Saturday, August 6, 2011

We are here for an education - Edward Deming - Feast of the Transfiguration

First off, my apologies for the lack of postings. I have moved to a new venue from Georgetown, Texas to a new position as Priest in Charge at St. Anne's Episcopal Church in Lees Summit, MO and have had learning curves to conquer in technology before getting back on line and on track.  Sorry and again welcome! 

We are here for an education!
I believe this with all of my heart!  I am a firm believer that each day is a classroom set to teach us something and there is a special someone somewhere that is has the key element of knowledge that is going to be the teacher for the day.  That teacher may be a child filled with wonder and innocence, an elderly senior with wisdom and experience, a knowledgeable professor, or the chance meeting of a stranger.  We learn everyday, whether we know it or not!

I am constantly learning about myself, the world around me, or new acquaintances that I meet through the course of the days events.  I pick up bits of information that is usable when I click on the computer and connect to the internet.  I expand my horizons when I open and read a book.  I deepen my emotional well when I learn and sing or play a new song!  I learn more about the God I love and serve when I am interacting with people or sitting quietly by myself.  I am always learning.

That process also means that I am constantly changing, expanding, growing, learning, living!  To not do so would mean death!  As long as we understand that we were not created to stay dormant, stagnant, still, unchanging, we can meet and face the changes and chances that come our way on a moments notice and fully appreciate the lesson learned and experienced, as well as add it to the bag of our experiences and accumulated wisdom.  We become better people if we choose wisely and learn enthusiastically from the day's events and encounters!

I met a young women/mother who is engaged in supporting a life-long friend's journey with terminal cancer.  She in fact is one of a few who are left to care and nurture this person since his parents and family are no longer here.  The illness also leads to a narrow and few circle of friends that are known, willing and available to offer aid and comfort.  This young lady, in her late 30's is one of few to rise to the challenges of daily setbacks and suffering that such diseases bring.  "Will there always be changes?" was the question to me last night through tear-filled eyes of sadness.  "Yes, there will always be changes, some that set us on course for the next day's lessons, not always happy, not always positive, but always preparing us for the next day's lesson.  Mid life is a hard set of courses like being in the middle of high school or college.  You aren't new anymore and you are no way closer to the finish.  The lessons seem laborious, tedious, or not even connected to whom or where we are wanting to go, but still the same, the lessons are needed and important, not maybe for now, but for later when needed and extremely important."  The words seemed to help for the moment as our conversation ended - for now.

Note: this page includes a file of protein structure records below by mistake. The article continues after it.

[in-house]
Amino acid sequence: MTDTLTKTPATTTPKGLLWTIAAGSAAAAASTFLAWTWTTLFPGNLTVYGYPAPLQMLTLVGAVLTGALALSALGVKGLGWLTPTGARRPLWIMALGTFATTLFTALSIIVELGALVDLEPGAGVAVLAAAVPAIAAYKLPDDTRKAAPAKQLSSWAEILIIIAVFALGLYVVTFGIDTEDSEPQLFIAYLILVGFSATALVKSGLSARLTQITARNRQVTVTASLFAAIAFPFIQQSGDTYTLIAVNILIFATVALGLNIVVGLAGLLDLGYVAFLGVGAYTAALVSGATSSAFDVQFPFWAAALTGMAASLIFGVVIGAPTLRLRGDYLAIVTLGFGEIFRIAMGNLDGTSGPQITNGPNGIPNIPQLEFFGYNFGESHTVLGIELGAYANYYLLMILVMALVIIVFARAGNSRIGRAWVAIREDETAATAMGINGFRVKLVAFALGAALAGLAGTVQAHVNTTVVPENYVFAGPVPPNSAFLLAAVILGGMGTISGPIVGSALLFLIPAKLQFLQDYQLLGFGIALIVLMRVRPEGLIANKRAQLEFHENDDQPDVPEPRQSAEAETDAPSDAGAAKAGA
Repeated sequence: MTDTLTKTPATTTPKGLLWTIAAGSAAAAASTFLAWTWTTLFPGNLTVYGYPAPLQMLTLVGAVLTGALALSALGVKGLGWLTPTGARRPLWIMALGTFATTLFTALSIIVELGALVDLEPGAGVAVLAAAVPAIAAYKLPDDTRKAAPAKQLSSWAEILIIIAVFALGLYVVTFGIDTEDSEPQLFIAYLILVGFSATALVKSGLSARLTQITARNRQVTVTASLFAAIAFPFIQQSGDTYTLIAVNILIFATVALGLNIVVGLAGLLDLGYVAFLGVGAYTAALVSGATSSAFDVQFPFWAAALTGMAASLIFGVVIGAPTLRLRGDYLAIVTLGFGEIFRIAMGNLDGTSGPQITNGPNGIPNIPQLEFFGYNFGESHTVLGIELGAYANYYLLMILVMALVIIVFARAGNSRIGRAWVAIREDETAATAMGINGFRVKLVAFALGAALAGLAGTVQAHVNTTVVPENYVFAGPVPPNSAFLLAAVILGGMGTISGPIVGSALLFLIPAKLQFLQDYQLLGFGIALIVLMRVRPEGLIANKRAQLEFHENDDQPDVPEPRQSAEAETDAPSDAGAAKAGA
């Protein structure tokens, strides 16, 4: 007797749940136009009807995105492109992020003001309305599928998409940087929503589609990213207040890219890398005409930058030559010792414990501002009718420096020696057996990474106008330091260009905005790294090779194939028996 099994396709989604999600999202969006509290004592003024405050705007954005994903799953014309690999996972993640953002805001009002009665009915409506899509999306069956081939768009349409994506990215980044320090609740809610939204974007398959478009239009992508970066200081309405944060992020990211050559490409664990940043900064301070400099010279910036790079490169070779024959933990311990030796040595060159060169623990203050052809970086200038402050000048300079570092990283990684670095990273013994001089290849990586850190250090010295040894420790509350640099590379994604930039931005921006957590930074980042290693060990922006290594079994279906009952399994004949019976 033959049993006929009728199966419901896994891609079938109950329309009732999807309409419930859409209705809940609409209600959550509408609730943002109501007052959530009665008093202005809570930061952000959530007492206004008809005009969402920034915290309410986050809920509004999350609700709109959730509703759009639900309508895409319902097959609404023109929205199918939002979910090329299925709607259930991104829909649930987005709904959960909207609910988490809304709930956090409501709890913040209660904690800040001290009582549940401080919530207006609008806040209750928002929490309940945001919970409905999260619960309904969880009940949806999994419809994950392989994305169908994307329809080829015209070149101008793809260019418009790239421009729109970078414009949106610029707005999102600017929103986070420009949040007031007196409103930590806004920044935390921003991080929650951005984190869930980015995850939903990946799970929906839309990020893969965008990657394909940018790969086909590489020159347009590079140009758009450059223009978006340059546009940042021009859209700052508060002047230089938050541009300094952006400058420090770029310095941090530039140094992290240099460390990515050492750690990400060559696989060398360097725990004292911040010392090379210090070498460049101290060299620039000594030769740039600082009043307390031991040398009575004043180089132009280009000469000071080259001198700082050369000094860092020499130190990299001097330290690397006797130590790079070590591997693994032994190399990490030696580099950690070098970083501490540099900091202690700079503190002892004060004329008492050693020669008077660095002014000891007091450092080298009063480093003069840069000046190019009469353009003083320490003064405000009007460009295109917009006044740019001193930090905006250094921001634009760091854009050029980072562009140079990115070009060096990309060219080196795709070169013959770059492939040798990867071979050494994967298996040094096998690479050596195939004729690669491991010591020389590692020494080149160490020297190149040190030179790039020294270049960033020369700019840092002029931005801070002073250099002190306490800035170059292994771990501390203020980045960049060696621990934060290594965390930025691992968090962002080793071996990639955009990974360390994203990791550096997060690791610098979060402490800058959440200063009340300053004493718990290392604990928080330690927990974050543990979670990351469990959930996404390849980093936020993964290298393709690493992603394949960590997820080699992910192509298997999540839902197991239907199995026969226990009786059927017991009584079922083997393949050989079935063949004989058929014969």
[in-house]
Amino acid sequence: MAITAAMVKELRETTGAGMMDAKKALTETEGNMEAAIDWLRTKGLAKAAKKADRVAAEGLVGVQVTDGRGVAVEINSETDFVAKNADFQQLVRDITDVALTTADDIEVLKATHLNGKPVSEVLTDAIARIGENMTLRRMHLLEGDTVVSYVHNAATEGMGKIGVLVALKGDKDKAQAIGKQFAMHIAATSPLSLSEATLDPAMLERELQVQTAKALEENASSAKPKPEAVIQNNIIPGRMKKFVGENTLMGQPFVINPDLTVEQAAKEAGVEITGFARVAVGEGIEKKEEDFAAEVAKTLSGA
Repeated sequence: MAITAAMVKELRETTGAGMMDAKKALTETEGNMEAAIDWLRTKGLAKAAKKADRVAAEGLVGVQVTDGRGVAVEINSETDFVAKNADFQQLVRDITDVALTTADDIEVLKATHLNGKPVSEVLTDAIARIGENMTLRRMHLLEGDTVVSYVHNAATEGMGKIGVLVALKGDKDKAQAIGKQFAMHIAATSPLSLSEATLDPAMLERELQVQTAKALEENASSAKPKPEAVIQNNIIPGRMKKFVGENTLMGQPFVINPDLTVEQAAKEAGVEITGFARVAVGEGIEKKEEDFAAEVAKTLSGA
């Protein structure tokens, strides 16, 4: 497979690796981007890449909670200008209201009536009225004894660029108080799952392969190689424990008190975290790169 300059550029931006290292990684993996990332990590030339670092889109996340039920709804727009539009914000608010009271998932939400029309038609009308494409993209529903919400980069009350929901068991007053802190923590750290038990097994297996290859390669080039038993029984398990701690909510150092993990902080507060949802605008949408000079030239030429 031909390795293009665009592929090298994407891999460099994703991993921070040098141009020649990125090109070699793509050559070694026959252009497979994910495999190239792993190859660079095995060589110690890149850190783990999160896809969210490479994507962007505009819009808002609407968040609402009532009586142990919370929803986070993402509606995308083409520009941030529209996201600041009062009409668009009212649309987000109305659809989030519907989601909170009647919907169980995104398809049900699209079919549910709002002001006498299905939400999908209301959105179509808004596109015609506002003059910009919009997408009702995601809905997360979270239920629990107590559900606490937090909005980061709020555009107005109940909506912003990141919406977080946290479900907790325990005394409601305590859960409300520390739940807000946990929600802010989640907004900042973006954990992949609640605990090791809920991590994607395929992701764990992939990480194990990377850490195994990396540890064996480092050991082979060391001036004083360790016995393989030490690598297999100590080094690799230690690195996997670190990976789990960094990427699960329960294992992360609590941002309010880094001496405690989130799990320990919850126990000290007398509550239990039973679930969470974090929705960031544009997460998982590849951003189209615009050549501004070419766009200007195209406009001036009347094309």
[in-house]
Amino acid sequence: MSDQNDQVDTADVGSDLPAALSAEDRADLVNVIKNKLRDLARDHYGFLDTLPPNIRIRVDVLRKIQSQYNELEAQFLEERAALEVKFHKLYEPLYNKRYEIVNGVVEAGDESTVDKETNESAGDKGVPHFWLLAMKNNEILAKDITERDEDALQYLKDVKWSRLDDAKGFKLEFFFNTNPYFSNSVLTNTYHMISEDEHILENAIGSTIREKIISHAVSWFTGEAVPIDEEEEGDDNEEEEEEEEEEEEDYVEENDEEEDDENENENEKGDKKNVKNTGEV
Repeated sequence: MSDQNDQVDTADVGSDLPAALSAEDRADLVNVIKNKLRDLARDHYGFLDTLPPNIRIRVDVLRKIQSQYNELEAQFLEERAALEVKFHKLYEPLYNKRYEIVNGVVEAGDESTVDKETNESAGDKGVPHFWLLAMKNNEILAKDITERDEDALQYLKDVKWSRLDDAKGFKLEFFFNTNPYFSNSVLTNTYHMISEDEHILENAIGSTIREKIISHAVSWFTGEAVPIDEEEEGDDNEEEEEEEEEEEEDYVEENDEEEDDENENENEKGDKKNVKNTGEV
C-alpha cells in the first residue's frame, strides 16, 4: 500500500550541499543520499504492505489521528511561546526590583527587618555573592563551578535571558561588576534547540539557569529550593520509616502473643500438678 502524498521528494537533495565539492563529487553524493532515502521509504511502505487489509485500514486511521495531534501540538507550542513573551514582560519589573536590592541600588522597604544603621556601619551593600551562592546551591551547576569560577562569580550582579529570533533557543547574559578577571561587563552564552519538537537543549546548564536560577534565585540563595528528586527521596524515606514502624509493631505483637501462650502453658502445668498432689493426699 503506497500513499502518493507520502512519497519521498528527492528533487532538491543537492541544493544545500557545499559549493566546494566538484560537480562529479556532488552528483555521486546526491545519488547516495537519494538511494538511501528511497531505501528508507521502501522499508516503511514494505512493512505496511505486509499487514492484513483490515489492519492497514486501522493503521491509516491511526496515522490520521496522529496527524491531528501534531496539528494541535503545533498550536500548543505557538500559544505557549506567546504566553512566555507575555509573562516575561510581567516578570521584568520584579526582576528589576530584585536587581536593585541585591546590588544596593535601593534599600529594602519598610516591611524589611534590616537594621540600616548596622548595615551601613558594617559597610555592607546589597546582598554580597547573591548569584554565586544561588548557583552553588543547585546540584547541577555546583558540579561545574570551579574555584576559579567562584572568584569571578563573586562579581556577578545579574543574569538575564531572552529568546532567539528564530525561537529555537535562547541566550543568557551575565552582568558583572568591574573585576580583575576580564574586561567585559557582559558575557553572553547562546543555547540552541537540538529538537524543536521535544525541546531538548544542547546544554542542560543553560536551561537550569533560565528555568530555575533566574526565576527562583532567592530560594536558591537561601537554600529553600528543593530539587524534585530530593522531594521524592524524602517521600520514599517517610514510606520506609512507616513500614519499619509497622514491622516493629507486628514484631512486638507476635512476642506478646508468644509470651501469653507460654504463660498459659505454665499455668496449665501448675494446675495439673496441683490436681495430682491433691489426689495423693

I learned not so long ago that we learn differently as adults from how we learned as children.  As children and adolescents, we are given lessons, books, assignments, classes, tests papers to write and the sort with the codicil, "You'll need this when you grow up!"  As adults we undergo the same vigorous track for learning or projects/tasks of continual education on whatever sort of topic pricks our fancy or curiosity and strike out with the intent of "becoming proficient in what we need or want to learn"  All I know is that each is extremely important in life, and with that learning comes personal and contextual change - ALWAYS.  You can change and not grow, but if you grow, you will change! 

The lessons learned by Peter, James and John on that Mount of the Transfiguration, watching Jesus be transformed, chat with Moses and Elijah, and hear the booming voice of God proclaim, "This is my beloved son, of whom I am well pleased, LISTEN TO HIM!"  had to be a learning moment of all time for them.  Even for Jesus, the ability to communicate and learn from the two major prophets of the Hebrew Faith was transformative.  It had to have been a moment that soothed Our Lord's pain, and suffering when He was on the cross later on in Jerusalem.  It had to have been this conveyed lesson from Moses and Elijah that prepared him of the news of an impending crucifixion, but also the hopeful words of encouragement that resurrection would be the resolution to death and suffering.  A greater lesson was in play and needed to be lived out in daily events of life.  Not all of them happy and positive, but some sadness, loss, sacrifice needed to be played out first before the greater reward of eternal life and presence with a Loving Creator.

We are here for an education!  One day at a time, one event at a time, one personal encounter at a time.  Are we listening, learning, changing, growing, loving and living.  If so, we are experiencing life at its fullest as God had planned in the beginning!  If not, we are missing and wasting the times of our lives!

1 comment:

  1. Speaking from the point of mostly looking back, at seventy-one, I can assure you that learning is lifelong – every day brings new learning.

    Speaking of God's voice from the cloud during the Transfiguration, I'm not so sure about "booming." I like to envision God's voice as the same one that spoke to Elijah (I Kings 19:11-14) as coming in the silence.